Saturday, August 28, 2010

Parrot and Olivier in America by Peter Carey

I seem to be on a kick of reading historical novels this past month. I picked up two relatively new historical novels at the beginning of the month and I chose to read The Thousand Autumns of Jacob de Zoet first because I knew nothing about the subject matter. Peter Carey’s Parrot & Olivier in America, on the other hand, was set in early 19th century America and “starred” a character loosely based on Alexis de Toqueville. Part of me thought it would be the more uninteresting read because I would already know the basic story.

Part of me also worried whether Carey could pull that off. Hillary Mantel pulled off writing yet another Tudor novel by choosing Cromwell, usually a villain, to be her hero. Carey does pull it off because he makes Olivier (who is based on Toqueville) more of an arrogant, snobbish twit than Toqueville was (or at least that the Toqueville who has come down to us was). He also introduces a completely fictional English character in John Larrit a/k/a Parrot who is forced to accompany Olivier to America as his servant and secretaire.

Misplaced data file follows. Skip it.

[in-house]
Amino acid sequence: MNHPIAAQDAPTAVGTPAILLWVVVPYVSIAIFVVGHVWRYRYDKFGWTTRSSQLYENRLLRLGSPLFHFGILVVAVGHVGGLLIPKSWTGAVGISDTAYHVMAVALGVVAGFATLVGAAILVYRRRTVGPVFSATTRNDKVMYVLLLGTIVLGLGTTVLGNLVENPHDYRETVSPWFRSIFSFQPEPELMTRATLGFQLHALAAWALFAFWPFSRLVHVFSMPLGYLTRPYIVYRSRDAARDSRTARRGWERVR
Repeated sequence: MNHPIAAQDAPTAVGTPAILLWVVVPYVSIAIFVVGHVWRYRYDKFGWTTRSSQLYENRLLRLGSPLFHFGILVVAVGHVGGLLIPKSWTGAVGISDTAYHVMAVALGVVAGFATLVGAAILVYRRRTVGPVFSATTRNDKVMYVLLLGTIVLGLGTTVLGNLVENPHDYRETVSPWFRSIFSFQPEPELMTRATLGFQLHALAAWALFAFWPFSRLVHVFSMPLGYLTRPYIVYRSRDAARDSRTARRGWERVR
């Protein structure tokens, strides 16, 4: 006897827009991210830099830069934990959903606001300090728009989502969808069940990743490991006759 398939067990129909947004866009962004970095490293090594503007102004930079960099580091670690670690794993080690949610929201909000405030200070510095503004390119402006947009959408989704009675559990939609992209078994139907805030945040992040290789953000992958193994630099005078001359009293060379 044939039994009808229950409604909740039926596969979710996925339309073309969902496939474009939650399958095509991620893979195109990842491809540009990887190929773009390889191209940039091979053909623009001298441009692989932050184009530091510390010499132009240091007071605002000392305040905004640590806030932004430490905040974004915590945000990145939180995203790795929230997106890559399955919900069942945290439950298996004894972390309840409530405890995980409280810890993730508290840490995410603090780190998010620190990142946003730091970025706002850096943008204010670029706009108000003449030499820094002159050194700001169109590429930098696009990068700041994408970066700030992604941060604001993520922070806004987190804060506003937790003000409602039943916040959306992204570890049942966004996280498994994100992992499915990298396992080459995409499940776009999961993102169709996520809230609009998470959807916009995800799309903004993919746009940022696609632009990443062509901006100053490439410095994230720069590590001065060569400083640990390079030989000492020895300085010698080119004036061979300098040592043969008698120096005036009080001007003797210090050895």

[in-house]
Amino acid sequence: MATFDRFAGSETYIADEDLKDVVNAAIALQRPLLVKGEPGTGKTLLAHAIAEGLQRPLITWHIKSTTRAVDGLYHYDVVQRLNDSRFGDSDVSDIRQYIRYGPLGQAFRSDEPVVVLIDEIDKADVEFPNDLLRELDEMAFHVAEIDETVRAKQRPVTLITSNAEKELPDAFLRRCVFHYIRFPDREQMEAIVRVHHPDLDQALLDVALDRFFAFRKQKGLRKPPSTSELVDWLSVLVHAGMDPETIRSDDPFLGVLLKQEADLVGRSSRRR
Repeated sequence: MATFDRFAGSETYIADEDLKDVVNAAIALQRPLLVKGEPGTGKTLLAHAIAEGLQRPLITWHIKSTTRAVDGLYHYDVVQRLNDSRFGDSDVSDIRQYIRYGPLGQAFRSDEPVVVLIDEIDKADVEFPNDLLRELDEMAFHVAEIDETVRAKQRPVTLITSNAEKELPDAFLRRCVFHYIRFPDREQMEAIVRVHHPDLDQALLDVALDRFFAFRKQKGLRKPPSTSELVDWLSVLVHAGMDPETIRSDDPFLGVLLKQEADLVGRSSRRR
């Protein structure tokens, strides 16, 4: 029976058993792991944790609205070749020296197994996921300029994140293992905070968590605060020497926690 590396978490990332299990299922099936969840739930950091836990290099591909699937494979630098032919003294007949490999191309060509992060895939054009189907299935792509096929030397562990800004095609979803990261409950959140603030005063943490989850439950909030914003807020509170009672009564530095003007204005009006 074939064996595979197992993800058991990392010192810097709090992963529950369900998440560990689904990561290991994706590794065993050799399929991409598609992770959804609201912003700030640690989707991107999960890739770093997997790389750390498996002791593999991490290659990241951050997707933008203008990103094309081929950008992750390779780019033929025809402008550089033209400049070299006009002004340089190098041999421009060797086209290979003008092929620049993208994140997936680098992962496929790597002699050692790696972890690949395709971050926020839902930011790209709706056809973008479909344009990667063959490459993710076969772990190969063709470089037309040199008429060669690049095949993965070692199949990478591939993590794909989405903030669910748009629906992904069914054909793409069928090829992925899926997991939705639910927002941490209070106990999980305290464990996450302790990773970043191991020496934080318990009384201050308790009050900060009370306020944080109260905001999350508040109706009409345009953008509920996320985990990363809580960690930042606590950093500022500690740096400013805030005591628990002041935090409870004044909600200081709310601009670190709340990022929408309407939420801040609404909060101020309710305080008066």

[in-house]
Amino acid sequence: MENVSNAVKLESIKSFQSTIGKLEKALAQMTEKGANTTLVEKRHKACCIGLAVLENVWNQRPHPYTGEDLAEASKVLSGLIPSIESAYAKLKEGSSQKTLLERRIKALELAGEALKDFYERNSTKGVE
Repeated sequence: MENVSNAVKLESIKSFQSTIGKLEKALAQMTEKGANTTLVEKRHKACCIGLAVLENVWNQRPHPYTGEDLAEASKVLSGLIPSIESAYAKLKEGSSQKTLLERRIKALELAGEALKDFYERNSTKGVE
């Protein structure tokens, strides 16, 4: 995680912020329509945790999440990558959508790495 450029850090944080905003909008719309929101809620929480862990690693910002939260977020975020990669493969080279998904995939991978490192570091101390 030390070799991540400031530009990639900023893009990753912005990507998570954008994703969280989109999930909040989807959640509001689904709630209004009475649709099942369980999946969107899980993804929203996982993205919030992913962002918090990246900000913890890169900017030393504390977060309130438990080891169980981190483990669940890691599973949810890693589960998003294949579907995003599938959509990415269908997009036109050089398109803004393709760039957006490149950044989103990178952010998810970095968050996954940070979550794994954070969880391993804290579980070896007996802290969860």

In general it works. Carey switches between the voices of Olivier and Parrot and we see the differing views on America and Democracy. Although, I should say that it takes Olivier and Parrot almost 150 pages to get to America. But the 150 pages are, I think, essential because they represent to the reader what the “old Europe” is like and offer a good comparison to the “new” America.

Carey’s purpose is to represent a funny, entertaining and, ultimately, enlightening argument about America. In the end we might say that both Parrot and Olivier are right. Olivier is disturbed (as was Toqueville) by the idea of the tyranny of the masses. Olivier is looking at society as a whole. Parrot is fascinated by the idea of what a man (or woman) might make of himself in America. Parrot is an individualist.

Olivier, thinking about the difference between France and America, says about what he has learned:

Yet all I had learned was that when the mob was allowed to rule a second mob sprang up to rule beneath them, and the difference between the Americans and the French is that Americans do not need to steal from their fellows when they can roam the countryside in bands, cutting trees and taking wealth. Anyone can claim a site for his chateau, whether he be a night soil man or a portraitist.